“Makers: Women who make America” is produced and directed by Barak Goodman. This video has three parts that are very important to history. The first part is “Awakening”. It tells how women started making changes in the 1950s and 1960s. It shows women’s unified response to Betty Friedan’s The Feminine Mystique. She wrote this book in 1963. Kathrine Switzer, who was a college student at the time, challenged and ran the Boston Marathon. The man in charge of the marathon tried to stop her from participating. Other men in the marathon helped her. So, she completed the marathon. The Boston Marathon blocked women. I remember reading Judy Blume books when I was younger. So, it fascinated me that she was in this video. She stated how women “went to college, in case God forbid they had to go to work.” (Makers, 2013)
In the 1950s and 1960s, it wasn’t acceptable for a woman to do “a man’s job.” Gloria Steinem discussed how, “You were supposed to be pretty and happy all the time.” When World War two happened, women found work in factories. Men were fighting the war. “Changing the world” is the second part of this film. It shows how the sexual revolution started and when abortion rights came to fruition in the 1970s.
“Charting a New Course” is the third part of this film. It shows the issues that women fought against. They fought for workplace equality, to hinder violence against women, the Clarence Thomas Supreme Court nomination and sexual harassment in the 1980s and 1990s. These videos helped me to
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grasp the inequalities of gender and sexual orientation. Women were oppressed for a long time. Men will still be paid more than women for the same job. Men still will take over politics and public life (Henslin, 2017). Sociologists weren’t always the minority. Women were oppressed and publicly discriminated against, for the simple fact, they are women. It is upsetting that men thought a woman’s purpose was to stay home and take care of the children while the man worked. They believed women had no business working and was to just to bear children, clean the house, cook, be happy, not go to college, and not work. Some were physically abused daily. Still, to this day, women are still not completely looked at the same as men.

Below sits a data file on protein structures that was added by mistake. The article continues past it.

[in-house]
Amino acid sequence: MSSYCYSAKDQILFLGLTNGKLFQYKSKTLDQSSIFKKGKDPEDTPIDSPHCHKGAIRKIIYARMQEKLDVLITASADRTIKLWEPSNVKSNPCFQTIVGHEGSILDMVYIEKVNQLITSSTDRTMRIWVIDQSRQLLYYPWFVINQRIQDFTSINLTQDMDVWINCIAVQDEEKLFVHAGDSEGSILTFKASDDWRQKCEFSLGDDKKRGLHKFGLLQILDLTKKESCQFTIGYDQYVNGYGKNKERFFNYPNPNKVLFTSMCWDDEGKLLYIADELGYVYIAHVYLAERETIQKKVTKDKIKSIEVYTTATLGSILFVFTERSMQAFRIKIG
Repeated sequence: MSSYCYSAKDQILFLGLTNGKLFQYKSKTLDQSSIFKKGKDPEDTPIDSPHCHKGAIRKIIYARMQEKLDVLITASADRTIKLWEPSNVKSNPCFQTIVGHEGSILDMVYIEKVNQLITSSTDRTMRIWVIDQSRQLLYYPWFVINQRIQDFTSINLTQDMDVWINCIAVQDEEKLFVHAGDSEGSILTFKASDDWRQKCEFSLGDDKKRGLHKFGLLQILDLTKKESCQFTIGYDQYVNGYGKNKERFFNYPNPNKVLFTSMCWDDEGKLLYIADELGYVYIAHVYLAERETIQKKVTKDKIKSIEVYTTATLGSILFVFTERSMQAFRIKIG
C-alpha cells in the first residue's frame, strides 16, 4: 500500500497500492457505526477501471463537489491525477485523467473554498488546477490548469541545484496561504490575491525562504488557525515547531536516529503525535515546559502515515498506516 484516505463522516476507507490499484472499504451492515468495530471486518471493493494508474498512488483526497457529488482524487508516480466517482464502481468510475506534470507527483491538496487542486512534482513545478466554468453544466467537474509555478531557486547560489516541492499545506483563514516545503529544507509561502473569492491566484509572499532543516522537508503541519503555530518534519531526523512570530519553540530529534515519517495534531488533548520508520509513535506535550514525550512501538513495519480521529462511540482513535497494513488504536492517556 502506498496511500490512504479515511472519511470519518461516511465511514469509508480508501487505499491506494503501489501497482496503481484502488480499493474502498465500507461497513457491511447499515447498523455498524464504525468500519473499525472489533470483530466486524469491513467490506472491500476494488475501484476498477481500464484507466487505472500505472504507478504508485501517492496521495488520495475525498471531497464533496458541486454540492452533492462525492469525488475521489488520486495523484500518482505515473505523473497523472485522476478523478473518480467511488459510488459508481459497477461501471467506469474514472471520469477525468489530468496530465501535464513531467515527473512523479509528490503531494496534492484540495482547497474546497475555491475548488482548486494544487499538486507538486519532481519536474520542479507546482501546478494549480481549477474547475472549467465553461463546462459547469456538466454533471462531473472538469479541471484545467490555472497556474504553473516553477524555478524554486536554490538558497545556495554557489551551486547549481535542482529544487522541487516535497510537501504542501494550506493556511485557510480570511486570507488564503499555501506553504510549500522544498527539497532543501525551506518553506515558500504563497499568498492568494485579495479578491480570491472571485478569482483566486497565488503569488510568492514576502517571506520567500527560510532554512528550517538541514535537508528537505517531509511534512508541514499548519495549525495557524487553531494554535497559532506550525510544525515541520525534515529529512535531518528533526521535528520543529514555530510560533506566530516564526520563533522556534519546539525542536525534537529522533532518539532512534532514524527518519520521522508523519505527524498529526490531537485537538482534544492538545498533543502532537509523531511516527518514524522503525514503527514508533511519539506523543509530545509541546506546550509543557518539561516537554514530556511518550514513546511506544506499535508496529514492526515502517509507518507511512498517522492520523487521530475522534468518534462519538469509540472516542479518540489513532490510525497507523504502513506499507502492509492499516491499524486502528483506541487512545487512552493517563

Women took to the streets and higher-ups their subjective concerns. It was known as an objective condition. It changed into a social problem. Sexism was fought by the Women’s Rights Movement which sparked a revolution. Sexism is defined as thinking one sex is better than the other and discrimination does result from this. According to Marvin Harris (1977), he believed that a male’s superiority in society “has continuously existed throughout the entire globe from the earliest times to the present.” (Henslin, 2017). Gerda Lerner, in 1986, agreed and told how women, even in a group, “don’t have the power to make decisions over a man’s.” Women were not treated fairly in Politics and Legalities, Education, Economic, and Social. Women were hindered from accepting duty on a jury or office. Women had jobs that were and still are supervised by men. Women get unequal pay, promotions, and responsibilities. Women didn’t really have freedoms at all. It takes me back to the “Stepford Wives” film. They were almost comparable to Robots. Women were supposed to dress and speak a certain way. Women were to have impeccable, feminine manners, and to be happy. Women weren’t to show any moodiness. Men who abused their wives got away with it. If a woman wanted to
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report it, she was told she wouldn’t be believed and they would ridicule those that had the courage to report horrendous, violent acts.
Those that are symbolic interactionists believe that sex is biological. Gender is learned and social. Personally, I don’t believe males are better than females or vice-versa. Both genders have the same abilities and women can be just as competitive. According to Henslin, “women earn 57 percent of all bachelor’s degrees” (Statistical Abstract, 2013). I also learned that “3 million women are enrolled in college and they get 57 percent of the bachelor’s degrees and 60 percent of the master’s degrees.” (Henslin, 2017). These are social and intellectual changes. Women have a say when they vote, and it matters. They fought for that right. Women’s voices and words are just as credible as a man’s. It is not just my hope, but others, that a woman will be president one day. Women will continue to fight for equality.